Mom was right – wear your scarf!

Fall finally made it here to Florida and – gasp – people are actually putting on long pants and closed-toe shoes. Along with fall wardrobe changes come cold and flu season, too. In Traditional Chinese Medicine, we not only treat colds and flu, which we call Wind Heat or Wind Cold depending on its presentation, we like to prevent them too.

Regardless of your geographic location, it’s time to stock up on a variety of hats, hoodies, scarves, and gloves. Mom was right; dressing appropriately for the weather is important for preventing illness.

In TCM, our terms for “disease” sound a lot like weather patterns. The most common “pathogen” we treat is Wind. TCM theory tells us that wind enters through the back of the neck before moving to other parts of the body. Think about the last time you got a chill. First you feel it the neck; it stiffens up and your shoulders get tense too. Then maybe you start with the chills and fever, or the headache. And when Wind invades the body from the outside, it likes to bring friends like Heat, Cold and Damp. They’re all BFFs in the TCM world.

If only you could stop Wind from getting in your body in the first place. That’s where Mom, and her reminders for dressing warmly, come into play. Covering the back of the neck and the head makes it harder for you to get chilled, i.e. Wind to enter the body. That’s why I keep my hair long as a constant protection against Wind. And when it is cold, or I know I am going out on the harbor, I cover the back of my neck with either a collared shirt or a scarf. Wearing a hat also adds protection, but remember the neck is vital to keep covered. It is also why in TCM theory mothers who just gave birth are encouraged not to wash their hair. Chilling the back of the neck after such a strenuous activity and blood loss leads to bone bi (arthritis) later in life, as Wind gets a wide-open door to settle down in the bones because the blood vessels are deprived of a large volume of blood and Wind travels to the bone in that suddenly empty space.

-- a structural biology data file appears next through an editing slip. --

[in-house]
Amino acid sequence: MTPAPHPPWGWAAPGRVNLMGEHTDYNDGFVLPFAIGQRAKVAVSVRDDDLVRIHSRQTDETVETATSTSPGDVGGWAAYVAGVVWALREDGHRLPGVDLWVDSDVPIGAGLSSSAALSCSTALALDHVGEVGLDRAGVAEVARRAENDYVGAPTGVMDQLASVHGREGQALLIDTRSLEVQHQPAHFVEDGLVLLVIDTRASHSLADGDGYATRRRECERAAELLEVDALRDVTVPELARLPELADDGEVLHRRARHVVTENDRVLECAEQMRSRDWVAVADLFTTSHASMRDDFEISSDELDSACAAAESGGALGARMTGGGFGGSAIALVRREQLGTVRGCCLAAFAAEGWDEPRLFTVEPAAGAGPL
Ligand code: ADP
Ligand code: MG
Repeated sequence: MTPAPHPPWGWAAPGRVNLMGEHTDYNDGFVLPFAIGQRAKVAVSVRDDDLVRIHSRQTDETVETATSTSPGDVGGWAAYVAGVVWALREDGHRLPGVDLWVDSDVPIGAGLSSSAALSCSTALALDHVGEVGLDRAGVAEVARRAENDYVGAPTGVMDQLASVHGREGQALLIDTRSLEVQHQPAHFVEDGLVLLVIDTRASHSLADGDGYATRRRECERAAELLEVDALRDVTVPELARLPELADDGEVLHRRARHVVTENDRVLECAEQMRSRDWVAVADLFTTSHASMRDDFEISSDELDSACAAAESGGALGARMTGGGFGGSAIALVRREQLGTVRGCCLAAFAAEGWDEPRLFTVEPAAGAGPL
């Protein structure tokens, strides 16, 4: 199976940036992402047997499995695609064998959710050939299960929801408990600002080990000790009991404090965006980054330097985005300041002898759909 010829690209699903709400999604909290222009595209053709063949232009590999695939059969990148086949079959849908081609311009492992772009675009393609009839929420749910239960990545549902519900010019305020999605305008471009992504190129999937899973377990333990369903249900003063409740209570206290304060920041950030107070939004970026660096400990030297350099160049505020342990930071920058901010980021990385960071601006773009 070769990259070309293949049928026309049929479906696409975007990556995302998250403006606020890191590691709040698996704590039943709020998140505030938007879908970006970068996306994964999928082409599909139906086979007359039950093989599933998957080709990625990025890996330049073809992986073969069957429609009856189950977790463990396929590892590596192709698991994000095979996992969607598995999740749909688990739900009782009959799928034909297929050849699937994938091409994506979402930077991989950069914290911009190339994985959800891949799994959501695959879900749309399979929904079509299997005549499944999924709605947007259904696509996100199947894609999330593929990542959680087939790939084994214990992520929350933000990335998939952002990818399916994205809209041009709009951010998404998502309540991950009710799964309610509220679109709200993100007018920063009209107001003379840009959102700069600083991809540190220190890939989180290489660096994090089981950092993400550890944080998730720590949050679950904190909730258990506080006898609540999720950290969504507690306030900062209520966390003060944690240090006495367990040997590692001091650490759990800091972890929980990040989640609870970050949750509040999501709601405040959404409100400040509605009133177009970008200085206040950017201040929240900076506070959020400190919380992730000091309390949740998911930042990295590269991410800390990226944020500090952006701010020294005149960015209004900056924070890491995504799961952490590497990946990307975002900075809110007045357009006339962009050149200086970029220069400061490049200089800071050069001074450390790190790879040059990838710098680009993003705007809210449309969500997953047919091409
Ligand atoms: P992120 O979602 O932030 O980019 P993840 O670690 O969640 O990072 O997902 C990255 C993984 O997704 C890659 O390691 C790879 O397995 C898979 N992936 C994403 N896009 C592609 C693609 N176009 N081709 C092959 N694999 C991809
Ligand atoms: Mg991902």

On the opposite side of the body, the feet are sensitive to and conduits of Cold, which is why acupuncture physicians tell you to always wear shoes, especially on tile floors. The Kidney channel, which is the meridian in charge of our lifelong energy and genetics, starts on the sole of the foot. The Kidney channel is connected to the low back and knees. If you have pain in either area, check to see if they are cold to the touch. If they are, then you know you have a little more work to do to keep them warm. The Kidney channel’s BFF, the Urinary Bladder channel, starts at the inner eye, travels over the scalp and down the back in two lines, and down the back of the legs and knees until it reaches the little toe. So Cold on the feet affects the two channels connected to the back.

Here in the US, we wear back braces for heavy lifting to protect the back. In China, they have a padded version that older people wear to protect the lower back from Cold. I don’t think it is a coincidence that Japanese obi have a large sash at the back, either.

The take home point is TCM theory is a lot like Mom’s common sense. Keep important parts of the body warm, and you will be healthier. Your acupuncture physician will give you what may seem to be simple suggestions during your office visits, but creating good daily habits go a long way toward keeping you healthy when you aren’t getting needled.

Now go put a scarf on.

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